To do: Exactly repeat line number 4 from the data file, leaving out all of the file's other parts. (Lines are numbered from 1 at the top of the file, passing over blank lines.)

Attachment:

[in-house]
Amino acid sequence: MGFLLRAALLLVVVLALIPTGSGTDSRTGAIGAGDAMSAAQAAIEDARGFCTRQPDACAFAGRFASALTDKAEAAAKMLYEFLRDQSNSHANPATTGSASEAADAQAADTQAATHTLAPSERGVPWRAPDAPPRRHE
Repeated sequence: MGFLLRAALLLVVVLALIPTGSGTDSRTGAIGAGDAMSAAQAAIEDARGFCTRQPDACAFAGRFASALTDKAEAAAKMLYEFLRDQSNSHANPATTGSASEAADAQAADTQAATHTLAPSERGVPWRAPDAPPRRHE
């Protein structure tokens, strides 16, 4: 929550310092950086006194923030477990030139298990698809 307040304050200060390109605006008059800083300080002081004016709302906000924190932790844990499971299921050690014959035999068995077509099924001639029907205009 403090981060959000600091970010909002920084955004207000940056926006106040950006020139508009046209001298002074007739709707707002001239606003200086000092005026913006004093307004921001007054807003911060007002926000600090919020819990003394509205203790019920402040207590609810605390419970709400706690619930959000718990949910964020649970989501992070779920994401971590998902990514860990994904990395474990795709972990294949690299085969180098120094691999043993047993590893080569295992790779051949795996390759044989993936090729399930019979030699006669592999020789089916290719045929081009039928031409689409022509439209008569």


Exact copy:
């Protein structure tokens, strides 16, 4: 929550310092950086006194923030477990030139298990698809 307040304050200060390109605006008059800083300080002081004016709302906000924190932790844990499971299921050690014959035999068995077509099924001639029907205009 403090981060959000600091970010909002920084955004207000940056926006106040950006020139508009046209001298002074007739709707707002001239606003200086000092005026913006004093307004921001007054807003911060007002926000600090919020819990003394509205203790019920402040207590609810605390419970709400706690619930959000718990949910964020649970989501992070779920994401971590998902990514860990994904990395474990795709972990294949690299085969180098120094691999043993047993590893080569295992790779051949795996390759044989993936090729399930019979030699006669592999020789089916290719045929081009039928031409689409022509439209008569």